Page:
But the culture wars continue, and then as now the camps are well defined. On one side, the ‘woke’ tribe - that curious agglomeration of international capital and elite progressive opinion posing as an uprising from below - works to invert the culture as it crusades against everything that the place has ever been or stood for. In response, the ‘based’ tribe rises up to ‘defend the West’, but can never seem to agree on what it is defending. What is this ‘West’, after all? Is it an ethnic homeland, a religion, a set of principles, a particular economic or social model, or some other way of seeing or being? Nobody seems to agree.
Surveying the ongoing demolition of the pillars of my culture, I am sometimes, in my worst moods, tempted to join the defenders of the West in their work. But when I have calmed down, I remember that those pillars are mostly rotten anyway, and that those attacking them, repulsive as they can sometimes be, are not entirely wrong either. Something has gone wrong with this ‘West’, and those who highlight its past crimes are getting at something that maybe even they can’t quite put their finger on.
Like essayists trying to get to the heart of the matter, or poets scrabbling to take down dictation, it can sometimes feel as if all the discontents in our ongoing breakdown, wherever they think they stand, are motivated by the same sense of loss or confusion that Machine modernity has created as it has ripped us all away from our moorings. The right-populists who rebel against the bugs and the pod, and the left-green Extinction Rebels who stop the traffic because they want to stop the Machine, are routinely presented as opposites, but they look to me like manifestations of the same frustration. The progressives who rail against ‘whiteness’ and the traditionalists who refuse to be imprisoned in a fifteen minute city are taking a weirdly consonant stand against the same thing: a rationalised, profiteering, inhuman future that they feel is closing in on them without any means of escape.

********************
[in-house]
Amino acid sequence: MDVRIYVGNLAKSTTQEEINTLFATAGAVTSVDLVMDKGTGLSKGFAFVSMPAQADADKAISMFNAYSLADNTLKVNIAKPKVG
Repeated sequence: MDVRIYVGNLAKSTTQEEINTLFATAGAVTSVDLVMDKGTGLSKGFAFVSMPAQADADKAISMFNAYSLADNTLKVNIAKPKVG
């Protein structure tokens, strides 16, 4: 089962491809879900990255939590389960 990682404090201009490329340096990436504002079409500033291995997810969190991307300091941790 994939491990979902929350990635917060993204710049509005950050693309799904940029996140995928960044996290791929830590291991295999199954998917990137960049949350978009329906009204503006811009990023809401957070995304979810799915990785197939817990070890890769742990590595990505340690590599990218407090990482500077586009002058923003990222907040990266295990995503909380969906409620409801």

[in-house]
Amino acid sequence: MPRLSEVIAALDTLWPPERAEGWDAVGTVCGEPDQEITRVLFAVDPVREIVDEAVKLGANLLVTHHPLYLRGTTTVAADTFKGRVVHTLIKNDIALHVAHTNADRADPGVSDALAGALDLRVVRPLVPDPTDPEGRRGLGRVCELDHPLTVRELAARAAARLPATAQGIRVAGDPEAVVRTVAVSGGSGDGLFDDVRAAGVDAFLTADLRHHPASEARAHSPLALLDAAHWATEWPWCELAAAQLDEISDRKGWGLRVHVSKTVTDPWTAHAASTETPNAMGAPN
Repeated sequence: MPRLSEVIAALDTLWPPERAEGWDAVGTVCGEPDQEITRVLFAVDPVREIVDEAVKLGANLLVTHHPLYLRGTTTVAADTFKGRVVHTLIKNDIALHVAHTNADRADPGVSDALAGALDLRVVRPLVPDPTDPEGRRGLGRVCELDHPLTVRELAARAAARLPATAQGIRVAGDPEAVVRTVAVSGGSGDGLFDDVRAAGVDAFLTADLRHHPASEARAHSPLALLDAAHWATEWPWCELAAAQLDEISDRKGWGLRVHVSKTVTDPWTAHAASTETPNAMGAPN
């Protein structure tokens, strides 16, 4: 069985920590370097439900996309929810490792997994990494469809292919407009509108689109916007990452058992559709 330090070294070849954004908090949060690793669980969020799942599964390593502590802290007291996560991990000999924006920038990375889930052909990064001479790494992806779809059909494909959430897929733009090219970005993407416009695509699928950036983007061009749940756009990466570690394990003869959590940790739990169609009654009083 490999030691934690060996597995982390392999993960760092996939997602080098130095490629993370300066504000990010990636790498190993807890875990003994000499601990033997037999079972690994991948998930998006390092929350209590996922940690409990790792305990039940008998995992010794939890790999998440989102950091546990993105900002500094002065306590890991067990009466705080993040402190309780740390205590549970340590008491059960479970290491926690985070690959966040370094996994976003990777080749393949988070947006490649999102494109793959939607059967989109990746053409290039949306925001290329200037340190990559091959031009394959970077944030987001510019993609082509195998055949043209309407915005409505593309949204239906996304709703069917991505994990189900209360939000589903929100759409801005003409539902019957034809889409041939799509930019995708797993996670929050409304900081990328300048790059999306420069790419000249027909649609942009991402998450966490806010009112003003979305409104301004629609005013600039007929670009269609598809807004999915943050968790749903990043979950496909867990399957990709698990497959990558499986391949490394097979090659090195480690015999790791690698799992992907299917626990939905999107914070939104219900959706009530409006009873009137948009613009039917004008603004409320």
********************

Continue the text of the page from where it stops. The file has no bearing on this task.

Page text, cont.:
So if you ask me to help ‘defend the West’ now, I will reply that, though this place is my home and the home of my ancestors, I can’t avoid the reality that this ‘West’ birthed the Machine, and is building that inhuman future. Something in our way of seeing contained a seed that unmade the world. I have been examining this seed now for two years. Do I want it to grow? No. I want to uproot it. I want to say that this ‘West’ is not a thing to be ‘conserved’: not now. It is a thing to be superseded. It is an albatross around our necks. It obstructs our vision. It weighs us down.
Sometimes, you have to know when to let go.
‘The West’ has become an idol; some kind of static image of a past that maybe once was but is now inhabited by a new force: the Machine. ‘The West’ today thinks in numbers and words, but can’t write poetry to save its life. ‘The West’ is the kingdom of Mammon. ‘The West’ eats the world, and eats itself, that it may continue to ‘grow’. ‘The West’ knows the price of everything and the value of nothing. ‘The West’ is exhausted and empty.
Maybe, then, just maybe, we need to let ‘the West’ die.
Let it die so that we can live.
Maybe we need to let this concept fall away. To let it crumble so that we can see what lies beneath. Stop all the ‘fighting’ to preserve something nobody can even define, something which has long lost its heart and soul. Stop clinging to the side of the sinking hull as the band plays on. We struck the iceberg long ago; it must be time, at last, to stop clinging to the shifting metal. To let go and begin swimming, out towards the place where the light plays on the water. Just out there. Do you see? Beyond; just beyond. There is something waiting out there, but you have to strike out to reach it. You have to let go.